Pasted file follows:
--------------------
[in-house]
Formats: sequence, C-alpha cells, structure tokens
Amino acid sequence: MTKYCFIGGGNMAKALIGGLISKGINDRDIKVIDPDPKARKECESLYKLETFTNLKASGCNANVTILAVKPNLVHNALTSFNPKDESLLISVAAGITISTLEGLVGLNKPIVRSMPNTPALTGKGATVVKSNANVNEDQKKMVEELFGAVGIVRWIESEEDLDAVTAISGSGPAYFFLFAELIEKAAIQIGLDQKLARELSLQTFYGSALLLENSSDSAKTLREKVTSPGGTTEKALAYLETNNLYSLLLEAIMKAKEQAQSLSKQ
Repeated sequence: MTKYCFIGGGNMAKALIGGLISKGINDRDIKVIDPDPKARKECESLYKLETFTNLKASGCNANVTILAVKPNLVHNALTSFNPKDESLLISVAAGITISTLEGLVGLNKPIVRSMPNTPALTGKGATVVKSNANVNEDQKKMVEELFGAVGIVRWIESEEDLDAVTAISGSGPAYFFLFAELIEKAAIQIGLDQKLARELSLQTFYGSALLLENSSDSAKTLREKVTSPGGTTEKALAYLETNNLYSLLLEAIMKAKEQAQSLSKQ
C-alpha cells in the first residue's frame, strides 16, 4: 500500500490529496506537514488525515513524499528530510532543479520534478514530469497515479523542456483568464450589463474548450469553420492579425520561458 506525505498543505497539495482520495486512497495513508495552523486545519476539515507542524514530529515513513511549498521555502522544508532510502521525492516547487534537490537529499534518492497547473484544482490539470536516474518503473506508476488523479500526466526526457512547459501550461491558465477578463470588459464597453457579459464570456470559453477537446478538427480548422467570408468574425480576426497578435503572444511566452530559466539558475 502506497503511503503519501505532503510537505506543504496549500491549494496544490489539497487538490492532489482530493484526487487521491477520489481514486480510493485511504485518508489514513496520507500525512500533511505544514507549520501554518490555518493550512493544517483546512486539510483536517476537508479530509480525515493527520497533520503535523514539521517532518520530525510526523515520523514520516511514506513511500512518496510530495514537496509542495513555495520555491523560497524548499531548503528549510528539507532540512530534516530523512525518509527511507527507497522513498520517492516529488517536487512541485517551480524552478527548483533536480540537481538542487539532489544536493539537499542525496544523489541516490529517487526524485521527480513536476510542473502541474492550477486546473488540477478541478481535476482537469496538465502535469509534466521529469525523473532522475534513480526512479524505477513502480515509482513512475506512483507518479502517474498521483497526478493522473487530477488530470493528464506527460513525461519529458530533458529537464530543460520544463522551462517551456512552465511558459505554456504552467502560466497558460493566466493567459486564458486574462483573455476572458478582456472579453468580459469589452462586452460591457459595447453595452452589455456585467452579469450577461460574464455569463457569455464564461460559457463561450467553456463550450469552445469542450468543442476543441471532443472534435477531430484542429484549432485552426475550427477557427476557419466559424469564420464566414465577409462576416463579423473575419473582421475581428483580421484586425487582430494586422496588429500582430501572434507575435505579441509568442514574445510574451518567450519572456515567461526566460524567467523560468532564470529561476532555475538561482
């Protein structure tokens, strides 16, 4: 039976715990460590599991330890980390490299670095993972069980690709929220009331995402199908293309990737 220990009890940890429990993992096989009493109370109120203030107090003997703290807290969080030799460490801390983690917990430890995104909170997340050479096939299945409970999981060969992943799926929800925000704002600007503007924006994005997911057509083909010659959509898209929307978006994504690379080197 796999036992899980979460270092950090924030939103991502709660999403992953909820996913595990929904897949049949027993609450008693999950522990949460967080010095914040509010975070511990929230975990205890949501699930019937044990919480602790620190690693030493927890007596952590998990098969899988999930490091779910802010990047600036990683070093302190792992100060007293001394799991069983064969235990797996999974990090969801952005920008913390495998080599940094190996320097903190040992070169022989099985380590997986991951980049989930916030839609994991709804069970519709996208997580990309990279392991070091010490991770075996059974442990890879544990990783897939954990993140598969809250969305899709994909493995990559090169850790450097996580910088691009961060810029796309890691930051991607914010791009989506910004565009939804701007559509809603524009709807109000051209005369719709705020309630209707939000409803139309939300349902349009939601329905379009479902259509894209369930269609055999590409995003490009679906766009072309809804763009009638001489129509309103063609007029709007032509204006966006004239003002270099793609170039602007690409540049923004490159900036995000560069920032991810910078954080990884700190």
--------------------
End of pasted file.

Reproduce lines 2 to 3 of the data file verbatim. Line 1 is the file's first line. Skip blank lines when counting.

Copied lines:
Formats: sequence, C-alpha cells, structure tokens
Amino acid sequence: MTKYCFIGGGNMAKALIGGLISKGINDRDIKVIDPDPKARKECESLYKLETFTNLKASGCNANVTILAVKPNLVHNALTSFNPKDESLLISVAAGITISTLEGLVGLNKPIVRSMPNTPALTGKGATVVKSNANVNEDQKKMVEELFGAVGIVRWIESEEDLDAVTAISGSGPAYFFLFAELIEKAAIQIGLDQKLARELSLQTFYGSALLLENSSDSAKTLREKVTSPGGTTEKALAYLETNNLYSLLLEAIMKAKEQAQSLSKQ